post #56 of 269
Quote:
Originally Posted by alexkhan2000 View Post

Some people do and some people don't. Why bother posting if it's not an issue to you? There are plenty of industry analysts and the vendors of the handset devices considering this very issue. Samsung recently hinted that it will be focusing more on the WP7 platform than Android in the future. LG is also putting more of its focus on WP7. Why have Nokia, RIM, and HP rejected the adoption of Android? They don't want to be part of the fragmentation chaos. It's also what Steve Jobs repeatedly talked about at the last earnings call.

Because everyone thinks the sky will fall on Android because older versions of the OS fail to support newer games. Big deal. As quoted already older versions of the iphone won't support newer games either. So what? Fragmentation? Oh no!

Why would Nokia with their Linux/Meego/Qt platform and RIM with RIMOS, HP with webOS? I hope they succeed because as Daniel points out, rightfully in this case, Apple vs. Google is getting old and stupid.

LG just sold a million Optimus phones, yet you make it sound like Android has no value to them. Sure it is a low end phone, but it just shows there are those who want a low cost basic smart phone.

Personally I think Android phones are developed so quickly that the state of the art is gone in less than 6 months. That's annoying.

Then there is apple who says "You can have any phone you like, as long as it is tied to Att and is black and costs $200."
post #57 of 269
Quote:
Originally Posted by dreyfus2 View Post

You mean they even have fragmented device naming? It rarely happens, but you really out-dilgered the original poster here :-)

OK, but I think the whole "Droid" naming scheme is a better example of what is wrong with not so much Android but Verizon.
post #58 of 269
Quote:
Originally Posted by ghostface147 View Post

iOS also has some fragmentation, just not as bad as Android. 3 screen resolutions, 4 generations of processing power on the iPhone, a few on iPod Touches and of course 1 generation of iPads. Different memory sizes.

Again, not nearly as bad, but there is something.

May be you don't know how smart the iOS SDK. Upgrading old program into retina display can be done without changing the code, just provide resources for retina display. Android doesn't support tablet, but many force themselves to use Android on their tablet, resulting "big Android Touch". iPad is not big iPod Touch, because iOS SDK is designed specifically for both, but we can make application Universal that can run on both iPad & iPhone.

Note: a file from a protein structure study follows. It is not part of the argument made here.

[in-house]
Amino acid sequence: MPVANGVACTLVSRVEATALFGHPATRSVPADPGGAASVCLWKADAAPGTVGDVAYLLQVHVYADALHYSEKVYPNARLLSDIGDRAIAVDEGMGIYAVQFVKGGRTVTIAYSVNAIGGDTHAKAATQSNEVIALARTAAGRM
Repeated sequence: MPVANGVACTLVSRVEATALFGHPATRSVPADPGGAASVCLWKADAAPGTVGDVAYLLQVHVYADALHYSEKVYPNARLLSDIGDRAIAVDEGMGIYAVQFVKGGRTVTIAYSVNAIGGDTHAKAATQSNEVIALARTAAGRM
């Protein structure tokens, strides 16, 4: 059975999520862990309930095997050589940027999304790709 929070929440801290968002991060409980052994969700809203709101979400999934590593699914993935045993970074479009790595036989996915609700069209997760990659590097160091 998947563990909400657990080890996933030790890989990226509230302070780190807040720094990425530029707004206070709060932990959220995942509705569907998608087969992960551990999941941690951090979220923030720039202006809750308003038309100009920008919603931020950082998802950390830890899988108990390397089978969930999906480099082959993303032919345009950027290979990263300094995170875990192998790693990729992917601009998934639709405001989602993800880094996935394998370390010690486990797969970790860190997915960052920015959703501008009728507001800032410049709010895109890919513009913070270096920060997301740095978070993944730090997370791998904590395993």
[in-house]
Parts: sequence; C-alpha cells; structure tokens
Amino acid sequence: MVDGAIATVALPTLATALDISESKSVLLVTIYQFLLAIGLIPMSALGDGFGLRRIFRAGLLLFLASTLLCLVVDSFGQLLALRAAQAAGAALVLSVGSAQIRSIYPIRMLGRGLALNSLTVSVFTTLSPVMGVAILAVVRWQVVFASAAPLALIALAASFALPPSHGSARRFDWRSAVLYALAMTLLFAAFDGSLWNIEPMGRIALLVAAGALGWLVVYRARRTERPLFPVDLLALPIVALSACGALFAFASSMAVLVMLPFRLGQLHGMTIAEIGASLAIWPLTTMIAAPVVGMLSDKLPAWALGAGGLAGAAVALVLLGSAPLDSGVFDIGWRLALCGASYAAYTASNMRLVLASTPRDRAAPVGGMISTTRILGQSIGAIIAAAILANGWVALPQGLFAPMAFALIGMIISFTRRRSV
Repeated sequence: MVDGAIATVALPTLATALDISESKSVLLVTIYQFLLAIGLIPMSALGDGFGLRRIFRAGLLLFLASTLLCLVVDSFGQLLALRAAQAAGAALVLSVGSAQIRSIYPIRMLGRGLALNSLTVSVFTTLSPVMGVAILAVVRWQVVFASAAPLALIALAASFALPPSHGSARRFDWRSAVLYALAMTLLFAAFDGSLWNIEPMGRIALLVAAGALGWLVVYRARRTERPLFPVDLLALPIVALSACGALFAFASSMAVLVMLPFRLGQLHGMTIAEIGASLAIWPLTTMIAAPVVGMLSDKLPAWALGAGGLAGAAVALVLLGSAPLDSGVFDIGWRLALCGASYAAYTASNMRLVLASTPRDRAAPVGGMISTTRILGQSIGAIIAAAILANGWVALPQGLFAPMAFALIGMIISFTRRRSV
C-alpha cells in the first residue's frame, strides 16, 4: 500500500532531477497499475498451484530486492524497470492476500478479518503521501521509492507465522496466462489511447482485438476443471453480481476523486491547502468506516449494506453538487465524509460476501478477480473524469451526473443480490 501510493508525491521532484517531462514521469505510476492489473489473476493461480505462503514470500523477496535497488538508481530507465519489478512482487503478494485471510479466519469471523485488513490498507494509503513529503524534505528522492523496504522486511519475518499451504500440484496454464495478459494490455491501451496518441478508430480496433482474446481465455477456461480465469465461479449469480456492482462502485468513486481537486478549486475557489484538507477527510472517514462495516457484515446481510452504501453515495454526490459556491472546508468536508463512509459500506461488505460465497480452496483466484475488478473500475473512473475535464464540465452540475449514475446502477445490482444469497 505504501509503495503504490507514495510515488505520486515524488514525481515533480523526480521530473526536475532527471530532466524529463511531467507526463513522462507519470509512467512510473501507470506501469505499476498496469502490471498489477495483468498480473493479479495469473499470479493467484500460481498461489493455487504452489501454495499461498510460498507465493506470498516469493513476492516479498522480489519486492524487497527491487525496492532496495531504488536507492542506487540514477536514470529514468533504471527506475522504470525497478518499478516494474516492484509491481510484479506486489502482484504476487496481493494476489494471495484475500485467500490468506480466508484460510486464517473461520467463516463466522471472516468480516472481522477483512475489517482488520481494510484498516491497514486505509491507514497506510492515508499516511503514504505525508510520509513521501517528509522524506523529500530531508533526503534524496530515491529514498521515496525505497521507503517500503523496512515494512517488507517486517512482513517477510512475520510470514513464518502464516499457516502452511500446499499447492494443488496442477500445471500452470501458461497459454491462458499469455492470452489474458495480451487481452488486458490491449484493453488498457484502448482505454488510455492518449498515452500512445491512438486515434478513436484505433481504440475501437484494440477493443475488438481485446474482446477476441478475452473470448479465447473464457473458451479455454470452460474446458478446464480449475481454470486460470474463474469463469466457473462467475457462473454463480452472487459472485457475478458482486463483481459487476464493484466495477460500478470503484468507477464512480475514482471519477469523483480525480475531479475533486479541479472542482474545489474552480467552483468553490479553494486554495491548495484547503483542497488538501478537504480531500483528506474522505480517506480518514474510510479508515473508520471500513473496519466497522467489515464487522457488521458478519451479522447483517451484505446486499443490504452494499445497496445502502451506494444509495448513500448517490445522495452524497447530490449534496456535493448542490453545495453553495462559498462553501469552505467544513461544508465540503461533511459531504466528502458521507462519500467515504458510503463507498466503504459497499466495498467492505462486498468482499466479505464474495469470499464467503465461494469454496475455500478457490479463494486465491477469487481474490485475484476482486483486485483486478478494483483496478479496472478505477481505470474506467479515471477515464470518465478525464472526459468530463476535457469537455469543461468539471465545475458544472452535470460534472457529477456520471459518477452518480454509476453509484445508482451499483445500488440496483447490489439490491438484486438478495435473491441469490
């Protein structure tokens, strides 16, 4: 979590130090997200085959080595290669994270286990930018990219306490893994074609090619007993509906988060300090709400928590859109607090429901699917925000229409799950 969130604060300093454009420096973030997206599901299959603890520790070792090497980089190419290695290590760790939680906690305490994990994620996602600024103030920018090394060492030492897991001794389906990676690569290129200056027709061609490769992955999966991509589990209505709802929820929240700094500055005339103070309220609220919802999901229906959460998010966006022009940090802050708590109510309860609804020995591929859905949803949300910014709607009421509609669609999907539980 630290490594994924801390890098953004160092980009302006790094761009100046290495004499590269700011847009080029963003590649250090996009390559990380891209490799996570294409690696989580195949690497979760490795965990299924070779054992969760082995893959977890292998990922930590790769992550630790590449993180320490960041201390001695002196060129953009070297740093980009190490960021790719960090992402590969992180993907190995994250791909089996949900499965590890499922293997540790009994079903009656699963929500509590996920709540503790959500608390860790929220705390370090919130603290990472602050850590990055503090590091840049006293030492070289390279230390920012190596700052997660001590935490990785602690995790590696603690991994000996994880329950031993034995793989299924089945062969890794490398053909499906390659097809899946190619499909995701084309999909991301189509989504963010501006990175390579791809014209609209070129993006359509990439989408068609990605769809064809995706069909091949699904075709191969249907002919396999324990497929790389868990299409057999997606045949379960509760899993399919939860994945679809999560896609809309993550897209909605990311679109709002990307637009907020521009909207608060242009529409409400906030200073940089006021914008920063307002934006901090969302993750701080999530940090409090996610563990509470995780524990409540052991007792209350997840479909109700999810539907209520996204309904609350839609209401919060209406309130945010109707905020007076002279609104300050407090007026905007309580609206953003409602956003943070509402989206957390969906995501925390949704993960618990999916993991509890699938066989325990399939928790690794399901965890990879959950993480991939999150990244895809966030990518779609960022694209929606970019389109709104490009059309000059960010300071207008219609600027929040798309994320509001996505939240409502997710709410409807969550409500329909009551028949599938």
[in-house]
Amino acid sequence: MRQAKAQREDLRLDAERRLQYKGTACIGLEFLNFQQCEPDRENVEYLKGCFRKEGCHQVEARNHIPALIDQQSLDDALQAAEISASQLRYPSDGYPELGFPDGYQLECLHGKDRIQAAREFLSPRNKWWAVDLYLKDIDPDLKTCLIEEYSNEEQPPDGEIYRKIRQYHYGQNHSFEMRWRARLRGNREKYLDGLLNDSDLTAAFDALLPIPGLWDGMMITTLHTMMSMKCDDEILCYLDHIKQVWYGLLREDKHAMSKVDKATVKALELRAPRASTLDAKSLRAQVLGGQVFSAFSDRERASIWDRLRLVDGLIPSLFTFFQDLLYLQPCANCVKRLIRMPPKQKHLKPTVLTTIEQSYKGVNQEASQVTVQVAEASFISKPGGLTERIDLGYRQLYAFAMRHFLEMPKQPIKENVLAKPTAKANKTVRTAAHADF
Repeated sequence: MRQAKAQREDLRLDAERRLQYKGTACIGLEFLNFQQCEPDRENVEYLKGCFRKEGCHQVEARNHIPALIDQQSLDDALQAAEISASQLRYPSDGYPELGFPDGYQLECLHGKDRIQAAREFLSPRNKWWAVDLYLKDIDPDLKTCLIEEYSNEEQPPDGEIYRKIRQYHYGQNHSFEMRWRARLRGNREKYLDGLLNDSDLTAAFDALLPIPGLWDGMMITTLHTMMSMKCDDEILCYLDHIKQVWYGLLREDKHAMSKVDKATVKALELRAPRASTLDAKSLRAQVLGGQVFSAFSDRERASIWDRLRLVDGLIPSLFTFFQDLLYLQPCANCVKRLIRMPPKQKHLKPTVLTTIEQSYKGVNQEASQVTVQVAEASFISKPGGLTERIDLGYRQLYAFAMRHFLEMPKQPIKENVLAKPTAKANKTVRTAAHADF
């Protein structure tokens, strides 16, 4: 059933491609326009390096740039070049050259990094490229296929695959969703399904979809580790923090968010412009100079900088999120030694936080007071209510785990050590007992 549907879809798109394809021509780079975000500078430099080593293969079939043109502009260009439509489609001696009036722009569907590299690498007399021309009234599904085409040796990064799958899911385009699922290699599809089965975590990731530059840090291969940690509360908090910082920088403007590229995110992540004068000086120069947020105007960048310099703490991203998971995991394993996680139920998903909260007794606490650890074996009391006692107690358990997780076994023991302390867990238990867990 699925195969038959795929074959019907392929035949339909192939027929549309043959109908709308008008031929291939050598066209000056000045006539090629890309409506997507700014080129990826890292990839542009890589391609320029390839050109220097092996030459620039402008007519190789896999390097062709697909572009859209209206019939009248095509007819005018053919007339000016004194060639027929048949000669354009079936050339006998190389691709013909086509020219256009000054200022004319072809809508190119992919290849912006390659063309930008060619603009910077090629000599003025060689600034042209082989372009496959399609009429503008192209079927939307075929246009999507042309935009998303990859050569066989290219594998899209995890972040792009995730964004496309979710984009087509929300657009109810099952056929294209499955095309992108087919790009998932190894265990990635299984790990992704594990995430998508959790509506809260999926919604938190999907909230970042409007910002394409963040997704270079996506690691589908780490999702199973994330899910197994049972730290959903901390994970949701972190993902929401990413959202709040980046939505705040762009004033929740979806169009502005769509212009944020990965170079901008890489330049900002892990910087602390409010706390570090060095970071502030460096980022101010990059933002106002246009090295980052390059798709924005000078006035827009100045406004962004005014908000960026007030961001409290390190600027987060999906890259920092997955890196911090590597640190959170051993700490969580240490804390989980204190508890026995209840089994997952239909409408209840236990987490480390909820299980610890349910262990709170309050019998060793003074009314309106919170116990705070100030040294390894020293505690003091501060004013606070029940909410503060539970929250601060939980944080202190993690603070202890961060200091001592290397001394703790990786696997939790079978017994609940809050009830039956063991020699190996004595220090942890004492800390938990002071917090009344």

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post #59 of 269
I have to take back what I said about there being a performance hit with the ads appearing. They must have fixed this in an update or something.
post #60 of 269
this is how Android Forums look like (androidforums.com)


Each phone has it's own subforum!! with different set of issues, problems, etc!!!


IT'S RIDICULOUS!! --- Android Developers have to make sure their app runs on ALL OF THESE PHONES!!!!!



post #61 of 269
Quote:
Originally Posted by chronster View Post

Completely overblown statements made by people who obviously favor the iPhone.

There isn't even a paid version of the game for Android, and the only thing that affects performance is the stupid ads! Literally, in airplane mode, the game is as smooth as silk. Turn 3g on, get ads, and watch the game's framerates drop immensely.

And how do you think the average user will be able able to figure that out? Some will, yeah, but how about a product that works as it should out of the box?
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post #62 of 269
Correct me if I'm wrong, but isn't this the same people who not long said in response to something that Steve Jobs said that it's not difficult to develop for the Android platform, and that the fragmentation that Jobs was referring to is just rubbish?

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post #63 of 269
For me, and many others, apple gained great growth from "a free song". There was perhaps a year - or so (I don't remember exactly how long) where they gave away a free song on what seemed to be just about every Coke soda. I swear I gave friends a few hundred free songs. I was a strict PC person building my own stuff and hated Apple. Then I actually thought about how many songs I had given away and decided to keep my own bottle caps. Since then I have gone through two iPod classics (which weren't classic at the time), several minis, two iPod touches (refuse to buy the latest because it has the same storage capacity). Oh and I bought a mac mini just for my songs and media.

Then when Steve actually decided (or re-iterated) that they were a "mobile devices company" things started to take off. The new iPad was born.